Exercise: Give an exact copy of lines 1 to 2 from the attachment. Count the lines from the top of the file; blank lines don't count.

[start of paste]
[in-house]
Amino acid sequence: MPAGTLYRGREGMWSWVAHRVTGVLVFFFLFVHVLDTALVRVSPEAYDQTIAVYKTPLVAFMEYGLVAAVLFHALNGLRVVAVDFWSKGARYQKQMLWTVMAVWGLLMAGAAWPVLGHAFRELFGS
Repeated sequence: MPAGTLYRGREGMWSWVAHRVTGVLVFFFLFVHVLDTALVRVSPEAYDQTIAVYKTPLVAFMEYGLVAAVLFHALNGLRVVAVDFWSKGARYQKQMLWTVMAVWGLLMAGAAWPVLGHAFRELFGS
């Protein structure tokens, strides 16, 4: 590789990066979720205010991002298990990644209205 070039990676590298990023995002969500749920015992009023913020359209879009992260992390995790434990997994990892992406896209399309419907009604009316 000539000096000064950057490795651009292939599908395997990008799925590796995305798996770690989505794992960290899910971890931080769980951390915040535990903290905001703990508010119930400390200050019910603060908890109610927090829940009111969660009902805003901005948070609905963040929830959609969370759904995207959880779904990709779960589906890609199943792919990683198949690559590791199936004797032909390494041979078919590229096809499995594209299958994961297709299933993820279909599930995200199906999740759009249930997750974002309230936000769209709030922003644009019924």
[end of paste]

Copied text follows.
[in-house]
Amino acid sequence: MPAGTLYRGREGMWSWVAHRVTGVLVFFFLFVHVLDTALVRVSPEAYDQTIAVYKTPLVAFMEYGLVAAVLFHALNGLRVVAVDFWSKGARYQKQMLWTVMAVWGLLMAGAAWPVLGHAFRELFGS